On a recent trip, my wife Yoko and I met with people in Kathmandu and its surrounding villages, and listened to their stories. With the guidance of a local social worker named Ananta, we visited families living in temporary shelters in Panga Village, one of the worst hit areas by the earthquake.
We were first met by a 73-year-old woman in red clothing with a white hair bun and a wonderful smile. It was clear in the way the other women stood behind her with worried expressions that she was the spiritual elder, the village “mother” who took care of the people in her village. Her expression turned grave and concerned as she spoke about the earthquake. She said that most of the men had gone away to look for work, leaving behind only women and children. This meant the women had to support each other to repair and care for their community.
Another woman, whose home had been destroyed by the earthquake, spoke of her difficulties in paying rent for temporary shelter. A third woman spoke about the bureaucracy she faces with receiving government subsidies. Many of these women have lost their jobs as weavers and sewers when nearby factories shut down due to earthquake damages. In the temporary home of a woman named Nirmala, Yoko and I sat in a circle with twenty Nepal women and listened to their stories, one at a time.
One group of five women in this circle expressed their wish to start a small spice business, in which they would grind, package and sell their own spices as a way to revive their livelihoods. Another group shared their interest in making laundry soap. Yoko and I agreed that Mitra Path, along with another non-profit in Vancouver, would jointly provide some initial funding to the group interested in selling spices. Our funds would be used to purchase a high-quality electric grinder, build a workroom, and provide training. We felt honored to be a part of their endeavor.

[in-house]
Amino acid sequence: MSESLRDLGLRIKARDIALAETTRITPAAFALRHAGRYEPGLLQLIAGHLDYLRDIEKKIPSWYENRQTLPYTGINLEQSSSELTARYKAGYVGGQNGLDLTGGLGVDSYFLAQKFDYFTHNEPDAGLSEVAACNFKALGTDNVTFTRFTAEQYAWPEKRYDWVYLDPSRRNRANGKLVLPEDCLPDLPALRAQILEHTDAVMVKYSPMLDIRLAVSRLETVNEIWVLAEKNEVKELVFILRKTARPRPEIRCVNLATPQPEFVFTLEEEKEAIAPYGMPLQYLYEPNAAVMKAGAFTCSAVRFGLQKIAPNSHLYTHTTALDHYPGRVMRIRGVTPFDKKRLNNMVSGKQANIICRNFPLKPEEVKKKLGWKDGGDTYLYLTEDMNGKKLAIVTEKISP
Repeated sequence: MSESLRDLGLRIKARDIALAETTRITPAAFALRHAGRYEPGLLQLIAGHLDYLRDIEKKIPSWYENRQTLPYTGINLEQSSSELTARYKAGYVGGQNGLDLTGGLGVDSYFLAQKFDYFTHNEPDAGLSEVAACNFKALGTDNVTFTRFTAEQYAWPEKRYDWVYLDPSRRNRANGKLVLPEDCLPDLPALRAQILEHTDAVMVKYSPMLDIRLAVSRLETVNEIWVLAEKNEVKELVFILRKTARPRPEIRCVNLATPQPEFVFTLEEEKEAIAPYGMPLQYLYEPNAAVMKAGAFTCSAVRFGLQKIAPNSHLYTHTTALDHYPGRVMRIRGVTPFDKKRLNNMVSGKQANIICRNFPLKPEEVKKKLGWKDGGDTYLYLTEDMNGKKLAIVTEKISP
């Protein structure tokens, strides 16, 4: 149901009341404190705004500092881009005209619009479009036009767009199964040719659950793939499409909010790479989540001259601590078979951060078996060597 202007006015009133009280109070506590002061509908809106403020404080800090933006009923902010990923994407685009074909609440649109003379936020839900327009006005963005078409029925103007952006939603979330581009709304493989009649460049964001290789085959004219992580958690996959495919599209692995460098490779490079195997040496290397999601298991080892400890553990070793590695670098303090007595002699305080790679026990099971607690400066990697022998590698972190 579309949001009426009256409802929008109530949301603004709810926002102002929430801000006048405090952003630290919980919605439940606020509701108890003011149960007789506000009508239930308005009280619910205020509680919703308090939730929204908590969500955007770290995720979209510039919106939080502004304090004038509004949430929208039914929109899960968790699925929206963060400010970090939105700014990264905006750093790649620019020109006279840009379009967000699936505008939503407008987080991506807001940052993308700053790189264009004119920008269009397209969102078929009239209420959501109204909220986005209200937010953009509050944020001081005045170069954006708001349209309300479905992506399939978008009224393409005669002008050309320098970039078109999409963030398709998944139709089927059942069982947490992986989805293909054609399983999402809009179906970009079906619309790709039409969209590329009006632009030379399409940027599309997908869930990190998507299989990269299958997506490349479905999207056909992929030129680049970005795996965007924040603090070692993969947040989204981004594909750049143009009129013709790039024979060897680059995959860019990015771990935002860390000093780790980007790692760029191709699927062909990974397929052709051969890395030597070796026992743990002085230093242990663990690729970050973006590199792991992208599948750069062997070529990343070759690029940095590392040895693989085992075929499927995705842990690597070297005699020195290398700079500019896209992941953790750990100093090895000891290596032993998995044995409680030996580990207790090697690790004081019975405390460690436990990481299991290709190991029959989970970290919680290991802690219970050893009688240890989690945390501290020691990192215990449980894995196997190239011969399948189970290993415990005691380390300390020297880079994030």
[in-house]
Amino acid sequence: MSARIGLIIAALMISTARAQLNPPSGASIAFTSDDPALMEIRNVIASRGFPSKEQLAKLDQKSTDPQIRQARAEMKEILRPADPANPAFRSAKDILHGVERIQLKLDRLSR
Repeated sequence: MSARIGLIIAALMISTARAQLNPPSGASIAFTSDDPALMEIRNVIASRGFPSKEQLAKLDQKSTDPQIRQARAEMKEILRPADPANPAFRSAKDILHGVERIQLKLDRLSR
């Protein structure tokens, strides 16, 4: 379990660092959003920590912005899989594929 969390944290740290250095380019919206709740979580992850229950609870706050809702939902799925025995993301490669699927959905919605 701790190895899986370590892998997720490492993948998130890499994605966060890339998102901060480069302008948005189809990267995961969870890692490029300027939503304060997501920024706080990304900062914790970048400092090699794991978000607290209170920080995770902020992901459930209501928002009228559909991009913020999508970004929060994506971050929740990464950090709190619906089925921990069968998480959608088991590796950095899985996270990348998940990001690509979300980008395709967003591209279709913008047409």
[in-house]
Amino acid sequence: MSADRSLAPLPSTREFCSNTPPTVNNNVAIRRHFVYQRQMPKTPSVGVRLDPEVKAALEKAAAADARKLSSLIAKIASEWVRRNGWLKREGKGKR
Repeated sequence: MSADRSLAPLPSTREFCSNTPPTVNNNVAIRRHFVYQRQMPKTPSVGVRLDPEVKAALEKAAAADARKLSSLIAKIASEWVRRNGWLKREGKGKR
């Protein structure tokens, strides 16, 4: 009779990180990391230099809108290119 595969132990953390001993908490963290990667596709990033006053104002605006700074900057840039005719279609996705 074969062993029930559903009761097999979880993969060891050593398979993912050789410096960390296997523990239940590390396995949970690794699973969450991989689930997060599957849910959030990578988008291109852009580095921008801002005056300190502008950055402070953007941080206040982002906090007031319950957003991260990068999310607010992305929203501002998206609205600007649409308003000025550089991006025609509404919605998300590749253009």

In another town called Bungamati — known as the home of Avalokitesvara Bodhisattva, the god of compassion — we visited another dozen families living in temporary shelters. We met with a group of women who wanted to start working again by making and selling candy, ointments, and soaps.
We also met with wood carving artisans who had lost their workshop to the earthquake and wished to rebuild it so they wouldn’t have to leave their town or even their country in search of jobs, as many others have been forced to do.
In Kathmandu proper, we also felt a strong sense of community. Amid crumbled buildings, we could hear people praying and chanting around the temples. Despite shortages in petroleum and cooking gas, people were cheerfully sharing what little they have.
Touched by the stories here as well, we decided to fund a compost fertilizer project, which would have the potential to create income opportunities for the local farmers.
Mitra Path was founded on the belief that good livelihoods create flourishing communities. The cultivation of work gives people the dignity, freedom and fulfillment that empower them to give back to their communities. Not too long ago, I was in a workshop called “Serving the One,” taught by Zen Roshi and Greystone entrepreneur Bernie Glassman. He said to us that we should serve those who aren’t able to get help from the government. Inspired by his words and sparked by these initial engagements in Nepal, Mitra Path has begun to set its commitment to serve an underserved community through the creation of livelihoods.
My encounter with that elderly woman who greeted me in Panga Village stays with me even now. Her eyes full of love for the people in her village, she did not ask me for anything in particular. She only asked that I listen to her, and her hope was that something may come of it. She repeated the Nepali words, “Ke garne” meaning “What to do?”
At Mitra Path, mindfulness is the foundation of our work. It points the way to action. When we bore witness to this grandmother’s deep love, and to the stories she and the other women shared, when we listened to their situation from our hearts, loving action sprang naturally. By bearing witness, we knew what to do.